Say you're a teenage girl who's fallen in love with an impossibly hunky guy at school.
He loves you, too. But the relationship faces a few roadblocks.
For starters, this guy – Edward – is a vampire. He's sworn off sucking human blood, but finds you so yummy-smelling he can hardly control himself.
Also, Edward, though born in 1901, will always be 17 years old. When you're pushing 50, this could be a problem.
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This is the premise of Stephenie Meyer's bestselling Twilight saga. And millions of fans – many of them teenage girls – are counting the minutes until Saturday, when “Breaking Dawn,” the series' fourth and final book, hits stores.
In Charlotte and across the country, bookstores and libraries are celebrating with Friday night parties. On amazon.com, pre-orders have pushed “Breaking Dawn” to the No. 1 seller.
And while main characters Bella and Edward haven't yet become household words like Harry and Hermione, Twilight devotees are just as intense as Harry Potter fans.
They re-read the series' three books – “Twilight,” “New Moon” and “Eclipse.” They watch Internet clips from the forthcoming “Twilight” film, premiering Dec. 12.
And they pore over fan posts on www.twilightlexicon.com, searching for answers to the big question: Will our star-crossed lovers live happily ever after?
“I check Twilightlexicon, like five times a day, as often as I check Facebook,” says Megan Blanchard, a 19-year-old University of South Carolina student from Charlotte.
Love and death
The story behind the Twilight series is almost as unlikely as its vampires-in-high-school premise.
Stephenie Meyer was a Mormon stay-at-home mom living outside Phoenix when she dreamt in 2003 about a brilliant young man named Edward who loved a girl but wanted to kill her.
That vivid dream propelled her to write the story of Bella Swan, a 17-year-old who moves to Forks, Wash., to live with her father and falls for a mysterious student at her new school.
Since the first book's 2005 publication, the series has sold more than 5.3 million copies in the United States alone. When “Eclipse” was released last August, it bumped the final Harry Potter book off the top of some best-seller lists. Twilight mania has even made tiny Forks, Wash., a tourist destination.
So why the popularity?
“I think there's a couple things,” says ImaginOn Teen Services Manager Michele Gorman. “The outcast in society, and the romance, and the Gothic nature of the story….You know what it really is? It's the tortured soul part of it – the love that you can't quite have.”
“It's the universal story – very Romeo and Juliet-esque,” says 16-year-old Margaret Keener, a student at Charlotte Country Day. “They are forbidden to be with each other, in this case because of the laws of nature.”
Adding to the appeal: Two hot love interests – Edward Cullen and Jacob Black.
Jacob – a muscular Native American boy who also happens to be a werewolf – is the long-odds suitor in this triangle. He loves Bella, but her heart belongs to Edward, the Volvo-driving vampire who drinks only animal blood.
At Barnes & Noble at Sharon Corners last week, 10 Twilight fans – all young women – debated the two characters' merits.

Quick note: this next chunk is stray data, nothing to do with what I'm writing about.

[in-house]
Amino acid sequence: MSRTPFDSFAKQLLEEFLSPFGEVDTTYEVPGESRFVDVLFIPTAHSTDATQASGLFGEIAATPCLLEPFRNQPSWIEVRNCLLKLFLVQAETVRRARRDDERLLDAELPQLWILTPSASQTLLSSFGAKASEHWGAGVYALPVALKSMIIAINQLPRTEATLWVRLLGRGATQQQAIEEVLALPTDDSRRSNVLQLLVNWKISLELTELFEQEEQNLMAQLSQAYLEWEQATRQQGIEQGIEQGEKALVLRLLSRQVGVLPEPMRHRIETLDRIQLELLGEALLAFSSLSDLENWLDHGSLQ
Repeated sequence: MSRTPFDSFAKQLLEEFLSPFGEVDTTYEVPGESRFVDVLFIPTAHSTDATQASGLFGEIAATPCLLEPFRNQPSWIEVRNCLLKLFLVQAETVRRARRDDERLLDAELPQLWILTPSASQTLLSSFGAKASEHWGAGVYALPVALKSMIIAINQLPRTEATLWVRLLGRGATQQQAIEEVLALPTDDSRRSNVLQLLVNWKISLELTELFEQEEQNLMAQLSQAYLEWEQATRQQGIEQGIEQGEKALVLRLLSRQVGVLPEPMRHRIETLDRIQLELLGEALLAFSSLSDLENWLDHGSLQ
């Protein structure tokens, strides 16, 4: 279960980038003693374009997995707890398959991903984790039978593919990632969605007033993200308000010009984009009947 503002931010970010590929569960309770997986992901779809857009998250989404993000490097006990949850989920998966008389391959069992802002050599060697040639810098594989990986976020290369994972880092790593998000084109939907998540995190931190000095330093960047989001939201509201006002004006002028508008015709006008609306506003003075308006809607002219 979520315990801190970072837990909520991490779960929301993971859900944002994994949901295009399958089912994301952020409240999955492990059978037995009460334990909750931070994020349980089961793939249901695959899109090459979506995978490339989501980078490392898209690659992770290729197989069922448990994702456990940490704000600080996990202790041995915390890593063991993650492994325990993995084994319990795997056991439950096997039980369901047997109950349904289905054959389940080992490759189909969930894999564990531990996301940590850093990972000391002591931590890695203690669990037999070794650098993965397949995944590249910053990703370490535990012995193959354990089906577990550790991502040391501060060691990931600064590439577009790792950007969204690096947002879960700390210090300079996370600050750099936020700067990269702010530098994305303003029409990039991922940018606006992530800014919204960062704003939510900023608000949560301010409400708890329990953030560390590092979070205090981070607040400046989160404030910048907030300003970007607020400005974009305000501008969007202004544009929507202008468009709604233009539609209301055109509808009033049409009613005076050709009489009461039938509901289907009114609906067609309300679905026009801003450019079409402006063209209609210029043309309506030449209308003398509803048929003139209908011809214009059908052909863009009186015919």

“I'm in between,” said North Mecklenburg High student Alejandra Oliva, 15. “Jacob is sweet and all. But Edward is just dreamy.”
Jacob's problem is that he's immature, declared Sarah Campos, a 20-year-old student at Queens University of Charlotte. Several women agreed, noting Jacob resembles high school boys they've known.
Edward, on the other hand, has had 107 years to grow up. He's mature, devoted, ever-protective.
In interviews, Meyer has said she drew inspiration for Edward from characters in “Jane Eyre,” “Pride and Prejudice” and “Anne of Green Gables.”
“In some ways, it's a very old-fashioned romance,” says Megan Fink, middle school librarian for Charlotte Country Day School.
Like a good 19th-century romance, the Twilight saga is all about love without sex. As a Mormon, Meyer doesn't believe in sex before marriage. And so for Bella and Edward, sex could be fatal, because Edward could kill her with his superhuman vampire strength.
Suddenly, abstinence seems mighty appealing.
Still, sexual tension abounds. Bella caresses his cheek, strokes his eyelid, traces the shape of his perfect nose and flawless lips. He places the side of his face tenderly against her chest, listening to her heart. Each night, he visits her bedroom and holds her while she sleeps. Eventually, they kiss. But that's about it.
By the end of “Eclipse,” the third book, Bella and Edward are engaged. Edward has agreed to bite her – but only after they're married – so she can become a vampire and they can spend eternity together.
Immortality comes with costs, however: Bella will never be able to see her non-vampire family or friends again. She'll never have children. She'll have to hunt mountain lions and bears for sustenance. And the transformation process? Really painful.
Meyer has described herself as a better storyteller than writer. Her books are page-turners, but the prose can be wordy and cliched. Heads spin. Stomachs turn. Eyes flash.
A few critics have also noted that her stories aren't exactly feminist fare. Bella is perpetually the damsel in distress, saved by Edward from a skidding car, predatory young men, evil vampires.
Legions of Twilight fans aren't bothered, however.
To them, Edward is the perfect man. Sure, he drinks blood. Yes, his skin is cold.
But when it comes to knowing how to treat a woman, this courtly vampire, fans say, could give most human guys a few pointers.